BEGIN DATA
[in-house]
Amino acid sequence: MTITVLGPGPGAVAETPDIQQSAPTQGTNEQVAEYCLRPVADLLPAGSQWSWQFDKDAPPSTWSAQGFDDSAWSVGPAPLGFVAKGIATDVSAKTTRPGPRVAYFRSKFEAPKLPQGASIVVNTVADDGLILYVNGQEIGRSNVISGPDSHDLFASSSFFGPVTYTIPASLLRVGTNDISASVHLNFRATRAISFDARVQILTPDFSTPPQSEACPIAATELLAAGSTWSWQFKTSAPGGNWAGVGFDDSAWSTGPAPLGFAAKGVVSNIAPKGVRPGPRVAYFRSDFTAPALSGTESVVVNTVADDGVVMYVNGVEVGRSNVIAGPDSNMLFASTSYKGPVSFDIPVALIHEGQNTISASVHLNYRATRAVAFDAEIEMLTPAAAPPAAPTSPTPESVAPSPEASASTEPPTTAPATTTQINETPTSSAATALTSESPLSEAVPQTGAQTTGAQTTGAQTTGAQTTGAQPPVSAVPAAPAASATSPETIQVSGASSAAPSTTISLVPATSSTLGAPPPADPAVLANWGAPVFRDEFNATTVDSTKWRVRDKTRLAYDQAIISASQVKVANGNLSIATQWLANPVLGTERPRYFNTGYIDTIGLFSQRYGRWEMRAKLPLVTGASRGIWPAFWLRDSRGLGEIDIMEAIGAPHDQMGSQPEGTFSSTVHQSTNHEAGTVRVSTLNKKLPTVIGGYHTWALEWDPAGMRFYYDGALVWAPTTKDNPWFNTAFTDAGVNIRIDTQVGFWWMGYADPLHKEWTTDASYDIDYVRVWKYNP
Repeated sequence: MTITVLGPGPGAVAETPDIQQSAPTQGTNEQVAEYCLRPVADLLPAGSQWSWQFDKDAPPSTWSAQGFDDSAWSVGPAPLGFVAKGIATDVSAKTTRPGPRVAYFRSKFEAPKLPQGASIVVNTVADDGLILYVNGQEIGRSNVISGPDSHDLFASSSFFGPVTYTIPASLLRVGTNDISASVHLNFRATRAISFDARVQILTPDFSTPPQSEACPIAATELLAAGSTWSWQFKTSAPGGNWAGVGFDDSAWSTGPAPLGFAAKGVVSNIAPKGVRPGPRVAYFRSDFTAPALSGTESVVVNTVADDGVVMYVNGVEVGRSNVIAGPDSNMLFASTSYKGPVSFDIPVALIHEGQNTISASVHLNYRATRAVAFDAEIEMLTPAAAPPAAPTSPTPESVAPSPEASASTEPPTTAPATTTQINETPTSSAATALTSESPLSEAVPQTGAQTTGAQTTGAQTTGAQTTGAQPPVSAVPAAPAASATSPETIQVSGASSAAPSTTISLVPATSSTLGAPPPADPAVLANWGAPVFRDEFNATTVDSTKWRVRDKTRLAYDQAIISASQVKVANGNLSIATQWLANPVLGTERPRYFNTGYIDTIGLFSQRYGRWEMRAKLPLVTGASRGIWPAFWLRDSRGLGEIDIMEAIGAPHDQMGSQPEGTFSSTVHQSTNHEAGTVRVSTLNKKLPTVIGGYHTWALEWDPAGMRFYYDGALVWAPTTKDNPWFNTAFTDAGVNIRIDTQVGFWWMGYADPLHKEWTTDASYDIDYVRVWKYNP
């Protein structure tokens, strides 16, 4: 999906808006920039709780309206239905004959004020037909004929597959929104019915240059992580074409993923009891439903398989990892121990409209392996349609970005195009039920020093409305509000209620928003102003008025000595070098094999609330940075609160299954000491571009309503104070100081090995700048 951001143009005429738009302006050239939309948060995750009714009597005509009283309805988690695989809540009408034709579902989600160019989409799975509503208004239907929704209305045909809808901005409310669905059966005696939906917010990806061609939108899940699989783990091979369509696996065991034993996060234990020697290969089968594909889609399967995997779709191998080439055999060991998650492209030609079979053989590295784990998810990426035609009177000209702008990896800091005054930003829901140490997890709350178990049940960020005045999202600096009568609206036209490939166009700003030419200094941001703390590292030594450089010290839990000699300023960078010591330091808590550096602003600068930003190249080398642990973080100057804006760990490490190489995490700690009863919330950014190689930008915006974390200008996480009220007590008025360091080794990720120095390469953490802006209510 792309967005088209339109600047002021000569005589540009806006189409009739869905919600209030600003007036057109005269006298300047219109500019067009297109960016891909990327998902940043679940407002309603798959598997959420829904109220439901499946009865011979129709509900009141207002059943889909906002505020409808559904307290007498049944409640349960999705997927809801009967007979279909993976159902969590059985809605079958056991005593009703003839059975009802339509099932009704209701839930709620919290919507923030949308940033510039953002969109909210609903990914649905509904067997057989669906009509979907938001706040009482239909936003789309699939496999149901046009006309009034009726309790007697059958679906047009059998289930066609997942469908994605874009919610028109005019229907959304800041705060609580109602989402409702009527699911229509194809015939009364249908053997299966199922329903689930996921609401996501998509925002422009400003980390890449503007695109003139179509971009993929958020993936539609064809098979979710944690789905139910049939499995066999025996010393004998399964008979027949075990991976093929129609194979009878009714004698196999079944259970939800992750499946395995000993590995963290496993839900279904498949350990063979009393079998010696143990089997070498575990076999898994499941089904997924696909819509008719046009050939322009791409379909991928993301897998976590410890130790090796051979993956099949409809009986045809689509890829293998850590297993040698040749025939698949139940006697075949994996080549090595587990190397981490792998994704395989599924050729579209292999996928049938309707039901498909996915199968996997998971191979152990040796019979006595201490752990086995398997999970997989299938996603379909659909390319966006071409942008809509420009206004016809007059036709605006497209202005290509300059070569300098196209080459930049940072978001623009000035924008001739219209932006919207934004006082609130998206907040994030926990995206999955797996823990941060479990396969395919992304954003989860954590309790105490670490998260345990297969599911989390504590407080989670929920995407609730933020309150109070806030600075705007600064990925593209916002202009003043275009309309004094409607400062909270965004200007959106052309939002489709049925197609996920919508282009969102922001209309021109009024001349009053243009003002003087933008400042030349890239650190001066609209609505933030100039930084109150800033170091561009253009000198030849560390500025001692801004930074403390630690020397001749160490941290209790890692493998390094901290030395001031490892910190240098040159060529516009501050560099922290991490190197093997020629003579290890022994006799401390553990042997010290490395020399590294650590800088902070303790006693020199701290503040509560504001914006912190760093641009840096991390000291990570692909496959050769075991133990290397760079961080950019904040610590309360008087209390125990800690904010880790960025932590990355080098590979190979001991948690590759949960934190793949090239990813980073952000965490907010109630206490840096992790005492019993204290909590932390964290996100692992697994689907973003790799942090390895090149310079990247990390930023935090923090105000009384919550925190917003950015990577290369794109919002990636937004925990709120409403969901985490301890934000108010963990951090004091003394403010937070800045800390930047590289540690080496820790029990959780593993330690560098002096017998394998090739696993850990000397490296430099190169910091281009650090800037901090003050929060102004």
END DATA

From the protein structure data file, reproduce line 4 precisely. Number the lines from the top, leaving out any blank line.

């Protein structure tokens, strides 16, 4: 999906808006920039709780309206239905004959004020037909004929597959929104019915240059992580074409993923009891439903398989990892121990409209392996349609970005195009039920020093409305509000209620928003102003008025000595070098094999609330940075609160299954000491571009309503104070100081090995700048 951001143009005429738009302006050239939309948060995750009714009597005509009283309805988690695989809540009408034709579902989600160019989409799975509503208004239907929704209305045909809808901005409310669905059966005696939906917010990806061609939108899940699989783990091979369509696996065991034993996060234990020697290969089968594909889609399967995997779709191998080439055999060991998650492209030609079979053989590295784990998810990426035609009177000209702008990896800091005054930003829901140490997890709350178990049940960020005045999202600096009568609206036209490939166009700003030419200094941001703390590292030594450089010290839990000699300023960078010591330091808590550096602003600068930003190249080398642990973080100057804006760990490490190489995490700690009863919330950014190689930008915006974390200008996480009220007590008025360091080794990720120095390469953490802006209510 792309967005088209339109600047002021000569005589540009806006189409009739869905919600209030600003007036057109005269006298300047219109500019067009297109960016891909990327998902940043679940407002309603798959598997959420829904109220439901499946009865011979129709509900009141207002059943889909906002505020409808559904307290007498049944409640349960999705997927809801009967007979279909993976159902969590059985809605079958056991005593009703003839059975009802339509099932009704209701839930709620919290919507923030949308940033510039953002969109909210609903990914649905509904067997057989669906009509979907938001706040009482239909936003789309699939496999149901046009006309009034009726309790007697059958679906047009059998289930066609997942469908994605874009919610028109005019229907959304800041705060609580109602989402409702009527699911229509194809015939009364249908053997299966199922329903689930996921609401996501998509925002422009400003980390890449503007695109003139179509971009993929958020993936539609064809098979979710944690789905139910049939499995066999025996010393004998399964008979027949075990991976093929129609194979009878009714004698196999079944259970939800992750499946395995000993590995963290496993839900279904498949350990063979009393079998010696143990089997070498575990076999898994499941089904997924696909819509008719046009050939322009791409379909991928993301897998976590410890130790090796051979993956099949409809009986045809689509890829293998850590297993040698040749025939698949139940006697075949994996080549090595587990190397981490792998994704395989599924050729579209292999996928049938309707039901498909996915199968996997998971191979152990040796019979006595201490752990086995398997999970997989299938996603379909659909390319966006071409942008809509420009206004016809007059036709605006497209202005290509300059070569300098196209080459930049940072978001623009000035924008001739219209932006919207934004006082609130998206907040994030926990995206999955797996823990941060479990396969395919992304954003989860954590309790105490670490998260345990297969599911989390504590407080989670929920995407609730933020309150109070806030600075705007600064990925593209916002202009003043275009309309004094409607400062909270965004200007959106052309939002489709049925197609996920919508282009969102922001209309021109009024001349009053243009003002003087933008400042030349890239650190001066609209609505933030100039930084109150800033170091561009253009000198030849560390500025001692801004930074403390630690020397001749160490941290209790890692493998390094901290030395001031490892910190240098040159060529516009501050560099922290991490190197093997020629003579290890022994006799401390553990042997010290490395020399590294650590800088902070303790006693020199701290503040509560504001914006912190760093641009840096991390000291990570692909496959050769075991133990290397760079961080950019904040610590309360008087209390125990800690904010880790960025932590990355080098590979190979001991948690590759949960934190793949090239990813980073952000965490907010109630206490840096992790005492019993204290909590932390964290996100692992697994689907973003790799942090390895090149310079990247990390930023935090923090105000009384919550925190917003950015990577290369794109919002990636937004925990709120409403969901985490301890934000108010963990951090004091003394403010937070800045800390930047590289540690080496820790029990959780593993330690560098002096017998394998090739696993850990000397490296430099190169910091281009650090800037901090003050929060102004």